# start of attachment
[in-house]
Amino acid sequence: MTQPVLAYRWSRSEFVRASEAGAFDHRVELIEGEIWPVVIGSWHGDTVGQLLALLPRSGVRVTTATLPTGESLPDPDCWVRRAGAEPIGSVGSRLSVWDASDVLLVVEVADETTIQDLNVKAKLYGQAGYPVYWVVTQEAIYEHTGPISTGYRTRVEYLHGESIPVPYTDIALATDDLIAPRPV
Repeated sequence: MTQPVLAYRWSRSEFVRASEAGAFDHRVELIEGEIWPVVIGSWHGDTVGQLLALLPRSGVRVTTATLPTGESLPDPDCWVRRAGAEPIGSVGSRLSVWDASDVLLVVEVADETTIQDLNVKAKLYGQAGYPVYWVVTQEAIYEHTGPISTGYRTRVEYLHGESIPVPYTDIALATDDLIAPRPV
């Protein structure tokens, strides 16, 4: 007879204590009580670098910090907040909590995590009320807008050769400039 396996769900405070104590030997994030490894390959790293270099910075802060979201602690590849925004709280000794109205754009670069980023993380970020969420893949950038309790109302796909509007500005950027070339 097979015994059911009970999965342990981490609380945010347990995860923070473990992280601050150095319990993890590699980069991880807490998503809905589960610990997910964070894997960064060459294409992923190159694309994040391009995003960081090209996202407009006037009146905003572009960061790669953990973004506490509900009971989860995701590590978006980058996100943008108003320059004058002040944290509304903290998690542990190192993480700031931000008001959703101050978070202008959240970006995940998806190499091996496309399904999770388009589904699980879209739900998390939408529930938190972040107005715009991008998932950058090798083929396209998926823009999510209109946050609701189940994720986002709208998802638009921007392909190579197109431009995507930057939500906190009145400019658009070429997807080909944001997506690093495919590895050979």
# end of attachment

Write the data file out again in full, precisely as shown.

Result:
[in-house]
Amino acid sequence: MTQPVLAYRWSRSEFVRASEAGAFDHRVELIEGEIWPVVIGSWHGDTVGQLLALLPRSGVRVTTATLPTGESLPDPDCWVRRAGAEPIGSVGSRLSVWDASDVLLVVEVADETTIQDLNVKAKLYGQAGYPVYWVVTQEAIYEHTGPISTGYRTRVEYLHGESIPVPYTDIALATDDLIAPRPV
Repeated sequence: MTQPVLAYRWSRSEFVRASEAGAFDHRVELIEGEIWPVVIGSWHGDTVGQLLALLPRSGVRVTTATLPTGESLPDPDCWVRRAGAEPIGSVGSRLSVWDASDVLLVVEVADETTIQDLNVKAKLYGQAGYPVYWVVTQEAIYEHTGPISTGYRTRVEYLHGESIPVPYTDIALATDDLIAPRPV
């Protein structure tokens, strides 16, 4: 007879204590009580670098910090907040909590995590009320807008050769400039 396996769900405070104590030997994030490894390959790293270099910075802060979201602690590849925004709280000794109205754009670069980023993380970020969420893949950038309790109302796909509007500005950027070339 097979015994059911009970999965342990981490609380945010347990995860923070473990992280601050150095319990993890590699980069991880807490998503809905589960610990997910964070894997960064060459294409992923190159694309994040391009995003960081090209996202407009006037009146905003572009960061790669953990973004506490509900009971989860995701590590978006980058996100943008108003320059004058002040944290509304903290998690542990190192993480700031931000008001959703101050978070202008959240970006995940998806190499091996496309399904999770388009589904699980879209739900998390939408529930938190972040107005715009991008998932950058090798083929396209998926823009999510209109946050609701189940994720986002709208998802638009921007392909190579197109431009995507930057939500906190009145400019658009070429997807080909944001997506690093495919590895050979």